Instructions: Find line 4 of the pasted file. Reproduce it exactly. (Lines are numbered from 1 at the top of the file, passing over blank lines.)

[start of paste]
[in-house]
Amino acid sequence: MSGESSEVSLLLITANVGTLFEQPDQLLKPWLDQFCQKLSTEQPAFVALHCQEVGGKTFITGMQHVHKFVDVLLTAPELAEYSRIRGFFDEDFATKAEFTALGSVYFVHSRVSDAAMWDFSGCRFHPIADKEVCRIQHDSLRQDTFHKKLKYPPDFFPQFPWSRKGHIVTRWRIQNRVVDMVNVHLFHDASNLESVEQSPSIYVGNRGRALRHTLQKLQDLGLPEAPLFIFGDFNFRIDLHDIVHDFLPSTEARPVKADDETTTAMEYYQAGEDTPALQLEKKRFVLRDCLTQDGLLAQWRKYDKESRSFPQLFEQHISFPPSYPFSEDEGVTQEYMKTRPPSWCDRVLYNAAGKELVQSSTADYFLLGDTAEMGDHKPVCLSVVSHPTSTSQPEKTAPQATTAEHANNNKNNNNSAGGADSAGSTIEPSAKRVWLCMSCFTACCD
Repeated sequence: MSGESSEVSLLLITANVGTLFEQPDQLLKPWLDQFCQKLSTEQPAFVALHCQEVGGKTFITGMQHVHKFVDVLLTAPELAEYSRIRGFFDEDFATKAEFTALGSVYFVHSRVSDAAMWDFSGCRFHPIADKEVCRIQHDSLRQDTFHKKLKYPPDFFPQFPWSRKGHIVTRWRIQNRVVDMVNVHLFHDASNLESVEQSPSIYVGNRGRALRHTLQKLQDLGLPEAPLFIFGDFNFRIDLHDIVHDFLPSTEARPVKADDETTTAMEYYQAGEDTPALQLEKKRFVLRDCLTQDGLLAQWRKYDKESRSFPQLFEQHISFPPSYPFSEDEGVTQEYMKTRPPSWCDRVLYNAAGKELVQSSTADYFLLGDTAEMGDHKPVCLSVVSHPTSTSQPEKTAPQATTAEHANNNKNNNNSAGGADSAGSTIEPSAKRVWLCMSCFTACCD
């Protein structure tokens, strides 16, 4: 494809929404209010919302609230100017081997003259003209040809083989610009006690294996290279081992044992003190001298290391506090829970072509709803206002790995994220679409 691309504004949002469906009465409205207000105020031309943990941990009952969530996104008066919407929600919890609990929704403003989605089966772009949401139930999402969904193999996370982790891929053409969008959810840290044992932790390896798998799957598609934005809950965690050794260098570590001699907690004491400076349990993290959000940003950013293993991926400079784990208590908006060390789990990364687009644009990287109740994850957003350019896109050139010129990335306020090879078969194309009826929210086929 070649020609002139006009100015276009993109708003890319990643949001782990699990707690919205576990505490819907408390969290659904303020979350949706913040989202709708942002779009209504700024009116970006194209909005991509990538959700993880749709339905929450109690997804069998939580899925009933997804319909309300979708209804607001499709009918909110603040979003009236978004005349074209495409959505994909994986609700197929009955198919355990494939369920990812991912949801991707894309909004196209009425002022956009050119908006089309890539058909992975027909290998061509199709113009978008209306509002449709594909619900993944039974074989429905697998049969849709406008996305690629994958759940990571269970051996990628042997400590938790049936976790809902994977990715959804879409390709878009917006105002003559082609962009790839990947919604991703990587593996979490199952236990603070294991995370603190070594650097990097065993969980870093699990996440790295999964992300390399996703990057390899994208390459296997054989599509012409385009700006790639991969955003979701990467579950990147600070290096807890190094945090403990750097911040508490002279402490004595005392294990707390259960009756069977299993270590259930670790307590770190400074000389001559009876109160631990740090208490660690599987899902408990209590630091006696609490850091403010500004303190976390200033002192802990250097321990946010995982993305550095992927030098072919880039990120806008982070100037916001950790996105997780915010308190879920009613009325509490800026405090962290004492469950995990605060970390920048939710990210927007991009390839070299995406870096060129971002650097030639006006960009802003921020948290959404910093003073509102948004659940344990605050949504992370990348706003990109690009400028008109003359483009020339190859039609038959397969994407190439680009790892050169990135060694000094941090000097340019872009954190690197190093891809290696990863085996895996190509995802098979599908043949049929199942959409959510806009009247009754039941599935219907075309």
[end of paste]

């Protein structure tokens, strides 16, 4: 494809929404209010919302609230100017081997003259003209040809083989610009006690294996290279081992044992003190001298290391506090829970072509709803206002790995994220679409 691309504004949002469906009465409205207000105020031309943990941990009952969530996104008066919407929600919890609990929704403003989605089966772009949401139930999402969904193999996370982790891929053409969008959810840290044992932790390896798998799957598609934005809950965690050794260098570590001699907690004491400076349990993290959000940003950013293993991926400079784990208590908006060390789990990364687009644009990287109740994850957003350019896109050139010129990335306020090879078969194309009826929210086929 070649020609002139006009100015276009993109708003890319990643949001782990699990707690919205576990505490819907408390969290659904303020979350949706913040989202709708942002779009209504700024009116970006194209909005991509990538959700993880749709339905929450109690997804069998939580899925009933997804319909309300979708209804607001499709009918909110603040979003009236978004005349074209495409959505994909994986609700197929009955198919355990494939369920990812991912949801991707894309909004196209009425002022956009050119908006089309890539058909992975027909290998061509199709113009978008209306509002449709594909619900993944039974074989429905697998049969849709406008996305690629994958759940990571269970051996990628042997400590938790049936976790809902994977990715959804879409390709878009917006105002003559082609962009790839990947919604991703990587593996979490199952236990603070294991995370603190070594650097990097065993969980870093699990996440790295999964992300390399996703990057390899994208390459296997054989599509012409385009700006790639991969955003979701990467579950990147600070290096807890190094945090403990750097911040508490002279402490004595005392294990707390259960009756069977299993270590259930670790307590770190400074000389001559009876109160631990740090208490660690599987899902408990209590630091006696609490850091403010500004303190976390200033002192802990250097321990946010995982993305550095992927030098072919880039990120806008982070100037916001950790996105997780915010308190879920009613009325509490800026405090962290004492469950995990605060970390920048939710990210927007991009390839070299995406870096060129971002650097030639006006960009802003921020948290959404910093003073509102948004659940344990605050949504992370990348706003990109690009400028008109003359483009020339190859039609038959397969994407190439680009790892050169990135060694000094941090000097340019872009954190690197190093891809290696990863085996895996190509995802098979599908043949049929199942959409959510806009009247009754039941599935219907075309």